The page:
A diet like this is problematic. Several of these foods are high in sugar and refined carbohydrates.
Additionally, these foods provide very little sustenance. As we’ve mentioned, girls need way more food than they often try to survive on.
Stereotypical feminine foods also lack important nutrients.
Women need fat in their diets, particularly omega-3 and saturated fats. They also need iron to replace what they lose through menstruation.
Here are a couple of guidelines specific to your daughter’s nutrition:
Encourage eating. Many teenage girls limit fat and calories to stay thin, but all teens need to eat enough to grow.
Get plenty of iron. The RDA for girls is 15mg/day.
Growing Boys Need Protein
During adolescence, a boy’s lean muscle mass doubles. He needs plenty of protein, the building blocks of muscle cells.
When choosing foods, teens should prioritize complete proteins. Comprised of meat, eggs, and dairy, foods in this group contain all nine essential amino acids.
Combining incomplete proteins, like beans, nuts, and grains, can provide all of the amino acids that the body needs.
What Shouldn’t Teens Eat?
Two things that teens should avoid are prevalent in processed and fast food:
- excess sugar
- inflammatory fats used as frying oils
What if your child loves eating nuggets, or sometimes needs to pick up a quick meal? Teens are going to eat processed food, and that’s okay!
Ultimately, prioritizing good foods is the best dietary strategy for everyone. If you include enough good foods in a diet, then they will overcrowd the “bad” ones.
There Are No “Bad” Foods… Really!
Why is “bad” in quotation marks? Nutrition experts like Elisa Zied, RDN discourage labeling foods as “bad,” as this can lead to negative feelings about eating.
You should always remember that your child is just that: a child. Kids make questionable choices all the time, often about food.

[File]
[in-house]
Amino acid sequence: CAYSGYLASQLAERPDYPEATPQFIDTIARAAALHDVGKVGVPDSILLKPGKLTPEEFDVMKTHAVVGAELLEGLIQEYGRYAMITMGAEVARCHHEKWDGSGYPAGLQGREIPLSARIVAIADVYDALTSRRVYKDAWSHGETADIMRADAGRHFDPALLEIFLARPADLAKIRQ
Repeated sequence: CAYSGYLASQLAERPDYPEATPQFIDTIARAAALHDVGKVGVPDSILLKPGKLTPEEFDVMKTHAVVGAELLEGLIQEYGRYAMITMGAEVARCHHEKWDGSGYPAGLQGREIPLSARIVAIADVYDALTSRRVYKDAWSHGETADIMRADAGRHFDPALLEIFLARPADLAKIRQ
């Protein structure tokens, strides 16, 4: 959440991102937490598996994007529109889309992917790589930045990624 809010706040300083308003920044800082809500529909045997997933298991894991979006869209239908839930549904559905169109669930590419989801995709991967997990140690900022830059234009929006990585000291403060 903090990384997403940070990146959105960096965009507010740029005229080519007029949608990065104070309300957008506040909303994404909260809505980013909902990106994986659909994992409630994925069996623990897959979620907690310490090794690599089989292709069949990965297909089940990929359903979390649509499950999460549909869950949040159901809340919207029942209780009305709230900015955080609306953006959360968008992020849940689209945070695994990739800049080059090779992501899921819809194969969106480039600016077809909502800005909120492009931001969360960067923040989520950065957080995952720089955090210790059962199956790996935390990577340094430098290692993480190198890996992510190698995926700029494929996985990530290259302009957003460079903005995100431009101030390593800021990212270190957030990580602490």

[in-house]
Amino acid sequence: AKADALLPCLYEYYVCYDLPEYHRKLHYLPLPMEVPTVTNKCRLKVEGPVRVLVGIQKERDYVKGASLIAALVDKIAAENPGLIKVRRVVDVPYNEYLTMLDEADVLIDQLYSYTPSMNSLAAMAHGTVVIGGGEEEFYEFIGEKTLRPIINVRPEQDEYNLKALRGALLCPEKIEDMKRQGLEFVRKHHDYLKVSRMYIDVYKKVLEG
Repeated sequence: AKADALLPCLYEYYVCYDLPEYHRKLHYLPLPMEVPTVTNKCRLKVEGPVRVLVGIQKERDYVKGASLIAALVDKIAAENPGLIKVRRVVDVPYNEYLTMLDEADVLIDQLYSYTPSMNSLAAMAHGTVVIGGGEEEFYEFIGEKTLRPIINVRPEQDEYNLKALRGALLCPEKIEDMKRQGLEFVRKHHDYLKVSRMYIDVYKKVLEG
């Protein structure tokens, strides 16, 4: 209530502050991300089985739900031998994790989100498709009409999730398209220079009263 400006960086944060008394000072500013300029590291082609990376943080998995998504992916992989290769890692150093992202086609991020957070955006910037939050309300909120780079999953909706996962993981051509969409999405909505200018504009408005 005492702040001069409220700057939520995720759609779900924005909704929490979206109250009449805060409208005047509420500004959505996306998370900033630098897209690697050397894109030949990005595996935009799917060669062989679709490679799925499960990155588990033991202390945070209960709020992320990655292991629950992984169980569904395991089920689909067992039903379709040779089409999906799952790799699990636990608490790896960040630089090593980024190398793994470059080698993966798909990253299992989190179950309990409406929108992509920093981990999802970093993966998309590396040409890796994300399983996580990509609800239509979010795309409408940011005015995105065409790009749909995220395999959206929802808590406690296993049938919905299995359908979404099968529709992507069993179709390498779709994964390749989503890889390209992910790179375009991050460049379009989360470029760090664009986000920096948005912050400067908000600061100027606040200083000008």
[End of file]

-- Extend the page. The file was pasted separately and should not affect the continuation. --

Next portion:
As a parent, you shouldn’t stress about every food that your teen consumes. The popular “80/20 rule” suggests that some weekly indulgences are totally fine in the scope of a healthy diet.
There are simple ways to ensure that your teen eats well at least 80% of the time:
Cook healthy meals at home. This method also gets the family together, and evidence shows that kids who eat regular family meals are less likely to participate in risk behaviors.
Pay attention to labels when buying convenience foods. While many ingredient lists make us want to put back the box, others are pleasantly surprising — Bugles are fried in coconut oil!
Summing It Up
Teenager nutrition is quite similar to that of any life stage: we all need a variety of whole foods to be healthy.
Teens need to eat enough calories and calcium just to grow tissues and bones. Athletic teens need to consume even more.
Extreme hormonal changes are part of adolescence. Avoiding excess sugar and eating healthy fats keeps those hormones balanced.
Taking proactive interest in your child’s health is one of the best things that you can do. Just don’t get so lost in nutrition facts that you forget to encourage other important things: flexibility, enjoyment of food, and fun!